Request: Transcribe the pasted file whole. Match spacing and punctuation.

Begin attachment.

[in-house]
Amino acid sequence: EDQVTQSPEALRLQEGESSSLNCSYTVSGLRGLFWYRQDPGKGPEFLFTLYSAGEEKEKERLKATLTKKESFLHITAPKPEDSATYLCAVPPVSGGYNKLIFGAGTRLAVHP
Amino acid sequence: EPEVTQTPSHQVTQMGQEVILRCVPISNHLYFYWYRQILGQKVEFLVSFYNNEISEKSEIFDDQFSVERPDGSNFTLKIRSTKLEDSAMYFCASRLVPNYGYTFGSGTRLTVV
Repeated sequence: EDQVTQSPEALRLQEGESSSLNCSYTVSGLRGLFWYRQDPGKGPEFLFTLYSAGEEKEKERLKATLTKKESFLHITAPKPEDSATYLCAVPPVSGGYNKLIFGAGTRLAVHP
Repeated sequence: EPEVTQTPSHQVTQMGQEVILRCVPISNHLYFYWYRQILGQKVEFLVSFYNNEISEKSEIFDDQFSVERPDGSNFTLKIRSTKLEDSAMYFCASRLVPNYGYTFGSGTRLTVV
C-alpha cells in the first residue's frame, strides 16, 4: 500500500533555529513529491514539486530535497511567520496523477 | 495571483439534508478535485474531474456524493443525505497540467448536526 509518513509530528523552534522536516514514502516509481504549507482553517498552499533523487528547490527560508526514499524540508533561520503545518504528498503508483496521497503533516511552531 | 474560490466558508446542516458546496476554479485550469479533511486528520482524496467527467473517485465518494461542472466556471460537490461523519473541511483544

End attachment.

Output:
[in-house]
Amino acid sequence: EDQVTQSPEALRLQEGESSSLNCSYTVSGLRGLFWYRQDPGKGPEFLFTLYSAGEEKEKERLKATLTKKESFLHITAPKPEDSATYLCAVPPVSGGYNKLIFGAGTRLAVHP
Amino acid sequence: EPEVTQTPSHQVTQMGQEVILRCVPISNHLYFYWYRQILGQKVEFLVSFYNNEISEKSEIFDDQFSVERPDGSNFTLKIRSTKLEDSAMYFCASRLVPNYGYTFGSGTRLTVV
Repeated sequence: EDQVTQSPEALRLQEGESSSLNCSYTVSGLRGLFWYRQDPGKGPEFLFTLYSAGEEKEKERLKATLTKKESFLHITAPKPEDSATYLCAVPPVSGGYNKLIFGAGTRLAVHP
Repeated sequence: EPEVTQTPSHQVTQMGQEVILRCVPISNHLYFYWYRQILGQKVEFLVSFYNNEISEKSEIFDDQFSVERPDGSNFTLKIRSTKLEDSAMYFCASRLVPNYGYTFGSGTRLTVV
C-alpha cells in the first residue's frame, strides 16, 4: 500500500533555529513529491514539486530535497511567520496523477 | 495571483439534508478535485474531474456524493443525505497540467448536526 509518513509530528523552534522536516514514502516509481504549507482553517498552499533523487528547490527560508526514499524540508533561520503545518504528498503508483496521497503533516511552531 | 474560490466558508446542516458546496476554479485550469479533511486528520482524496467527467473517485465518494461542472466556471460537490461523519473541511483544